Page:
Fujitsu's innovation aims don't stop at deep learning and supercomputers, with the Solutions Lab also pioneering research and development in 5G, edge computing, IoT, and data and analytics. The Silicon Valley-based lab has the resources set up for proof of concept (PoC) testing to enable technology partners and end-customers to integrate their technologies with Fujitsu solutions in an effort to achieve digital transformation and overcome next-generation data challenges.

Lam believes the pathway to achieving this digital transformation is through a four-stage process, stating "The first is by showcasing Fujitsu IT and technological innovations to attract technology partners who wish to transfer their knowledge and integrate our technology into their solutions. The second is by building a technological knowledge-sharing ecosystem with leading next-generation data center industry partners, and the third is to collaborate and develop new technology ecosystem solutions for the next IT age."

And the fourth? Lam believes their PoC testing infrastructure is what sets the Fujitsu Solutions Lab apart from other, similarly angled technology incubators, with the lab designed for not only in-person PoC testing, but equipped for remote testing, stating, "Instead of having to ship equipment to a geographical location, Fujitsu partners are able to conduct PoC testing remotely. We have been met by some cynicism around this, but with our infrastructure, developers can run a real workload without having to be at the actual Solutions Lab." Enabling developers to access the Solutions Lab PoC testing infrastructure remotely is likely to increase accessibility while reducing the associated travel, shipping and time costs.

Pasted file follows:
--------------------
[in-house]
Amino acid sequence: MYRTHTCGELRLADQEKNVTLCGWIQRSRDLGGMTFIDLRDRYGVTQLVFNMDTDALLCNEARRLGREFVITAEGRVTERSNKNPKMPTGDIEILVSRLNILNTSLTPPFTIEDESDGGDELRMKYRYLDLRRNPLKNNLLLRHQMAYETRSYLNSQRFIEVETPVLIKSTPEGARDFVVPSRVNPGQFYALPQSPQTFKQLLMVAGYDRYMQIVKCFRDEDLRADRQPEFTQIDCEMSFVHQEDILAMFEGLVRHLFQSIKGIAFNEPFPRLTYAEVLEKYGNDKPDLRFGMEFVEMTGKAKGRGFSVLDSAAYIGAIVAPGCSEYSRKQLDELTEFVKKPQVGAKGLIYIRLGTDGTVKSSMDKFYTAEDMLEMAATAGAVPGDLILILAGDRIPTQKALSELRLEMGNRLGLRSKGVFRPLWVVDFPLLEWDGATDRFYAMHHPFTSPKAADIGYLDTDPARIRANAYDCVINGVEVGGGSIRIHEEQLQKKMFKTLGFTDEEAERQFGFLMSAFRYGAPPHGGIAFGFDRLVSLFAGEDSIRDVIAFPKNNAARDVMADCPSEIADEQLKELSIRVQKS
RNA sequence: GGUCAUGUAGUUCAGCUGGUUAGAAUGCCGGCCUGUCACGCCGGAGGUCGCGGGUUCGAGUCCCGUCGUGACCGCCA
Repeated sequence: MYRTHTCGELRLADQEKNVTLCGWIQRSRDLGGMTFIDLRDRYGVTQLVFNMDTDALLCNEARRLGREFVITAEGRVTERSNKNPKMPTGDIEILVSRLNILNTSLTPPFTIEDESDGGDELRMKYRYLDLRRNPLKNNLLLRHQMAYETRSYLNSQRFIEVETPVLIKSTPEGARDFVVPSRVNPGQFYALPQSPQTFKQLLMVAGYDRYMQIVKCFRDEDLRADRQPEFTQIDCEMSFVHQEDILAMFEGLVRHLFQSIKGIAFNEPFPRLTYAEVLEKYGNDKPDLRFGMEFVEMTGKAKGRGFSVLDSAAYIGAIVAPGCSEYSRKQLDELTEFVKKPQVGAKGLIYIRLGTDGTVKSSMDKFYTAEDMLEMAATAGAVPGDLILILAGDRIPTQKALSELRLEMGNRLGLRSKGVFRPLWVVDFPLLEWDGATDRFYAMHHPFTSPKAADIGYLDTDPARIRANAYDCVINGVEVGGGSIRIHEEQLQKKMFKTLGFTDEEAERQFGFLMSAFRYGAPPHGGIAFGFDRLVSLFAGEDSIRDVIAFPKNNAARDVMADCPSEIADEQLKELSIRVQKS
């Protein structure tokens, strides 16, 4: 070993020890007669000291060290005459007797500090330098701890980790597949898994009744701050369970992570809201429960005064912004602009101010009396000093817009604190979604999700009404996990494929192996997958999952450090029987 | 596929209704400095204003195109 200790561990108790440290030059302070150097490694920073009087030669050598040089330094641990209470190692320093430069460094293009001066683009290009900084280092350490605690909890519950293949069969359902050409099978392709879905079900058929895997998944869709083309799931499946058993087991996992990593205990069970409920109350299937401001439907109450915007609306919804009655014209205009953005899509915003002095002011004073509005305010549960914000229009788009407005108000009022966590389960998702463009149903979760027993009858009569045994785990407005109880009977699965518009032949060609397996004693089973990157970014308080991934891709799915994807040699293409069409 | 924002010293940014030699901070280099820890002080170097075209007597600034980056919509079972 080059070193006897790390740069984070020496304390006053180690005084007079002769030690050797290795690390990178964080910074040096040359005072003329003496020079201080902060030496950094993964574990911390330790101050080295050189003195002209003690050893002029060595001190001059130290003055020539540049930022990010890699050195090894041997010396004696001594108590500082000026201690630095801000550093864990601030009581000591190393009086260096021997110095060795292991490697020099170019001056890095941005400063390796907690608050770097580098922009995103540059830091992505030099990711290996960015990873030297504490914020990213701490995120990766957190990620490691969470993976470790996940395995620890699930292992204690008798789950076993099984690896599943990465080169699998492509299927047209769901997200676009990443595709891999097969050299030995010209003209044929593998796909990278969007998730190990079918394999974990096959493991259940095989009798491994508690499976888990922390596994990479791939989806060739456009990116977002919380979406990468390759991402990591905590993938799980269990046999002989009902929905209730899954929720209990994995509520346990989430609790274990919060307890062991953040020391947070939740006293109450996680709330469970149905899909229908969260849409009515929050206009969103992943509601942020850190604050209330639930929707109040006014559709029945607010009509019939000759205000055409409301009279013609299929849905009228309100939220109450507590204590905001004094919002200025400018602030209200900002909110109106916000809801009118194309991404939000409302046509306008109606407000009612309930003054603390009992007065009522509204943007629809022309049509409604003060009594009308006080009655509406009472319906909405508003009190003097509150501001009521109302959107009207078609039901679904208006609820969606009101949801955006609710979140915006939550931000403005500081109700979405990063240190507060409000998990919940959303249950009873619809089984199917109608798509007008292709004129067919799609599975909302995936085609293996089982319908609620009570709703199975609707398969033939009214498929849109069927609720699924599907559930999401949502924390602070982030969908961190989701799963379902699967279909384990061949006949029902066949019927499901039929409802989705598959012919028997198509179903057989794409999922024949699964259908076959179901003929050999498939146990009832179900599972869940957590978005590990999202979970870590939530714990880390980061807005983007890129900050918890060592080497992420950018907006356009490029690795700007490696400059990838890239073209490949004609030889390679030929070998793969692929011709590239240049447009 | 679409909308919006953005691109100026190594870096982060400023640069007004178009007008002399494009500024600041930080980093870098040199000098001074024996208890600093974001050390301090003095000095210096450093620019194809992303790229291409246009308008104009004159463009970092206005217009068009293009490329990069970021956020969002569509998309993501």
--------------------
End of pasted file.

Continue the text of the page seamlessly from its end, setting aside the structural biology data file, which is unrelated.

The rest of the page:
Lam believes this accessibility, combined with an advanced technological infrastructure, knowledge, and the forward-thinking mindset of developers and partners have Fujitsu poised to not only take on artificial intelligence but to help shape the world's future.